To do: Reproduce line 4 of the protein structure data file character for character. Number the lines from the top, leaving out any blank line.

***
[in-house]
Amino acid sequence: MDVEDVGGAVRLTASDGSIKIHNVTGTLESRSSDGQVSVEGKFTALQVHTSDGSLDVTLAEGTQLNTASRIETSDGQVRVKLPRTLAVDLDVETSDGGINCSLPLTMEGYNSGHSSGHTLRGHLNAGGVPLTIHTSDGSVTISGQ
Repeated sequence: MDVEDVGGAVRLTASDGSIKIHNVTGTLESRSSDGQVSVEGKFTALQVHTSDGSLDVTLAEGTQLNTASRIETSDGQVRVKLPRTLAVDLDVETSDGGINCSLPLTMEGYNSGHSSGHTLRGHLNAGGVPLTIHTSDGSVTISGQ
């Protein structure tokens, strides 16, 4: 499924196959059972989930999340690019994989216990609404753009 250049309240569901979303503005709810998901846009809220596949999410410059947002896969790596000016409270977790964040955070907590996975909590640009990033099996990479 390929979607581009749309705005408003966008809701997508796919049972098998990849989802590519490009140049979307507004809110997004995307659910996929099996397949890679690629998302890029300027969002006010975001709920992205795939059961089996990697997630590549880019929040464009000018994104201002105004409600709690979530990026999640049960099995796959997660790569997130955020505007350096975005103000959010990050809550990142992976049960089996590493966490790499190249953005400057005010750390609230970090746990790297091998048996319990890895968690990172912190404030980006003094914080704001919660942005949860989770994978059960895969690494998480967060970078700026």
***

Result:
């Protein structure tokens, strides 16, 4: 499924196959059972989930999340690019994989216990609404753009 250049309240569901979303503005709810998901846009809220596949999410410059947002896969790596000016409270977790964040955070907590996975909590640009990033099996990479 390929979607581009749309705005408003966008809701997508796919049972098998990849989802590519490009140049979307507004809110997004995307659910996929099996397949890679690629998302890029300027969002006010975001709920992205795939059961089996990697997630590549880019929040464009000018994104201002105004409600709690979530990026999640049960099995796959997660790569997130955020505007350096975005103000959010990050809550990142992976049960089996590493966490790499190249953005400057005010750390609230970090746990790297091998048996319990890895968690990172912190404030980006003094914080704001919660942005949860989770994978059960895969690494998480967060970078700026």